The Vikings will be in need of creating more of a consistent pass rush than they did last year, but the Titans O-line may create a lot of problems in that regard. While not a well-known group, they are returning all five starters and all have four or more years experience, but none with more than seven. There is a possibility this group could be kept intact for years to come, barring injury, and the new-look defensive front of the Vikings will face a formidable challenge.
Just as there have been contentious contract issues on offense with the Titans, the same is true of the defense. Cortland Finnegan has earned a reputation as one of the most physical cornerbacks in the league, but he walked out of camp briefly in protest of the team not keeping its promise to re-work his contract, and, like Johnson, he has far out-performed his contract. He returned to camp after making his point, but it would seem the bitterness remains.
The Titans need as many happy campers as they can find on defense, because, like the Vikings on offense, they have a new-look defense – even from what was expected in April after the lockout was in its second month. For years, the Titans had a history of developing dominant defensive linemen only to lose them in free agency – Jevon Kearse, Albert Haynesworth and, most recently, Jason Babin. Many thought the Titans would do what was necessary to re-sign Babin, but, when the bidding got crazy-high, the Titans backed off. Much like how the surgery to Sidney Rice had a domino effect on the Vikings receiver corps, the loss of Babin and DT Tony Brown has created a jumbled mess on the Tennessee line. DT Jason Jones has been shifted to the outside and both DT spots will have new starters – Shaun Smith and Sen'Derrick Marks. This will be a good early test for a Vikings offensive line that struggled mightily against power rushers in the interior last season.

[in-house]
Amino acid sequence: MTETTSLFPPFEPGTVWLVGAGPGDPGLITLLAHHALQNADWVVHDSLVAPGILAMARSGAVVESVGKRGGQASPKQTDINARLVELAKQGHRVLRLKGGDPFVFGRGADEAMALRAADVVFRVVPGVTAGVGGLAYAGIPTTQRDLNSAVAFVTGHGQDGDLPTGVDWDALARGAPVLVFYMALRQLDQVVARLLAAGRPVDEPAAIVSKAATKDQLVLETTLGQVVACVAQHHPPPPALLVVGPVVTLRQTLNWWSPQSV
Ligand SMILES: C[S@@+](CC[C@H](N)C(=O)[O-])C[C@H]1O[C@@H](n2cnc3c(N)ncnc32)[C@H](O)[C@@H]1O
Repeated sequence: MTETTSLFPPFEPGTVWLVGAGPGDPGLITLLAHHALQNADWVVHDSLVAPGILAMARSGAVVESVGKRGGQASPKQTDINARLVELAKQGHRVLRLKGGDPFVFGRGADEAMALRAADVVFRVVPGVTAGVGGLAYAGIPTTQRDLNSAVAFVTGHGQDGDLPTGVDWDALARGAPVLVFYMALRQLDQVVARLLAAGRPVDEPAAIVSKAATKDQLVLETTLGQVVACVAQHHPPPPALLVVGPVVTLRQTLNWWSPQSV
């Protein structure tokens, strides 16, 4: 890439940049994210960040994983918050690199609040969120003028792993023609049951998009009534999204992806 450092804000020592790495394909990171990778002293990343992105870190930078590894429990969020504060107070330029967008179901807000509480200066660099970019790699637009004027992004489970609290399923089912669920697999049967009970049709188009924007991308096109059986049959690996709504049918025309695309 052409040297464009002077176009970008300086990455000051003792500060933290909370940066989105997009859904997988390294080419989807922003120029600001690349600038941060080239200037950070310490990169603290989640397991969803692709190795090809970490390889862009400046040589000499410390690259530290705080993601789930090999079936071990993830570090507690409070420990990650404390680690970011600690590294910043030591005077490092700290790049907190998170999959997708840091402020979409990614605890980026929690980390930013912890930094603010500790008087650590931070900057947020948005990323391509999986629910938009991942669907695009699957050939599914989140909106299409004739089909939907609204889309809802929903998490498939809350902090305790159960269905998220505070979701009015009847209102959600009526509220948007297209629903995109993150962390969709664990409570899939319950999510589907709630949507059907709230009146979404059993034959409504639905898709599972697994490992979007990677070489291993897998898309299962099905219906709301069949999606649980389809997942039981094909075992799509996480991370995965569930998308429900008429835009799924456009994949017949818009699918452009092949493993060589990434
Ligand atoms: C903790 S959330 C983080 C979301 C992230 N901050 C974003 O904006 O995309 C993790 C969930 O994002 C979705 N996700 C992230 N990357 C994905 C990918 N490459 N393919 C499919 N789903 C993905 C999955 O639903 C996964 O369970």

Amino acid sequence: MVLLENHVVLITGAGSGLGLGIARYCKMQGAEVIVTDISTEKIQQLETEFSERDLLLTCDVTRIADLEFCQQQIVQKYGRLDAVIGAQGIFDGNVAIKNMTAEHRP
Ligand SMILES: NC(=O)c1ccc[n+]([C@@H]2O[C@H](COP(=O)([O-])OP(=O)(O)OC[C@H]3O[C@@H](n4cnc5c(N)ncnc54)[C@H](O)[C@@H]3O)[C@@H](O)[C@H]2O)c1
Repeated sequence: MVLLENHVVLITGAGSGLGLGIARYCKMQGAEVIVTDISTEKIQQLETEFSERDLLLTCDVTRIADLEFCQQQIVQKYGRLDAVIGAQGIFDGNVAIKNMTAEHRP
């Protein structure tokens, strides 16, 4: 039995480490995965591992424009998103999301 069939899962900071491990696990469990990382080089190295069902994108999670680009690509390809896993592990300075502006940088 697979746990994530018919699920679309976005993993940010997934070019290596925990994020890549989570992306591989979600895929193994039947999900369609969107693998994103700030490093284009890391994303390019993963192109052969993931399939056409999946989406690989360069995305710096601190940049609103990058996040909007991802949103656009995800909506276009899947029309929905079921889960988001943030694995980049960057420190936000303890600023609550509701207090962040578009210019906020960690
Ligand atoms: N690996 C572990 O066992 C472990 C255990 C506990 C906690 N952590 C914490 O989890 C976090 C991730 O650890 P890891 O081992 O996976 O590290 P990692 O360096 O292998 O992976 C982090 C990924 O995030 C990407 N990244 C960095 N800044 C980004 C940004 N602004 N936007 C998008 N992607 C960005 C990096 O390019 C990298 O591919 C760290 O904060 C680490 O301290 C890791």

A defensive Titan to keep an eye on is OLB Akeem Ayers. A first-round talent who slipped into the second round of April's draft, Ayers is the kind of playmaker the Vikings got from Chad Greenway in the 2006 draft. He will be put out on the field early and expected to make a big contribution and is worth watching to see if he shines or struggles at the next level.
All of the Vikings quarterbacks may have trouble with the passing game because the new strength of the Tennessee defense is in its secondary. Aside from Finnegan, the Titans boast talent and depth. They suffered a blow with the loss of nickel back Ryan Mouton – one of several players to suffer a season-ending Achilles injury in the early days of practice, but replaced him with former Viking Frank Walker, who will be competing for a nickel back position. Few teams are as strong at safety as the Titans, where they have Michael Griffin, Chris Hope and recently signed Jordan Babineaux as a three-headed monster. They will be critical for a pass defense that ranked 29th in the league last year.
When you look at the Titans, you saw striking similarities to where their franchise is headed and where the Vikings are looking to go. What preseason opener will start proving is which team has more depth, because this game won't be decided by the starters. While it may be hard to watch late in the game with so many players being shuffled in and out for a series or two each, both teams will leave the game with a better handle on how much they will depend on their starting 11 on both sides of the ball.
For a pair of teams that entered the 2010 season with legitimate Super Bowl aspirations, both enter 2011 with a clean slate in hopes of erasing the memory of their respective 2010 disasters. There won't be a lot of questions answered as to how the teams will fare in 2011 when the regular season begins, but this will help determine who won't be on the team, which is the primary objective of the first two games of the preseason.
John Holler has been writing about the Vikings for more than a decade for Viking Update. Follow Viking Update on Twitter and discuss this story on our subscriber message board.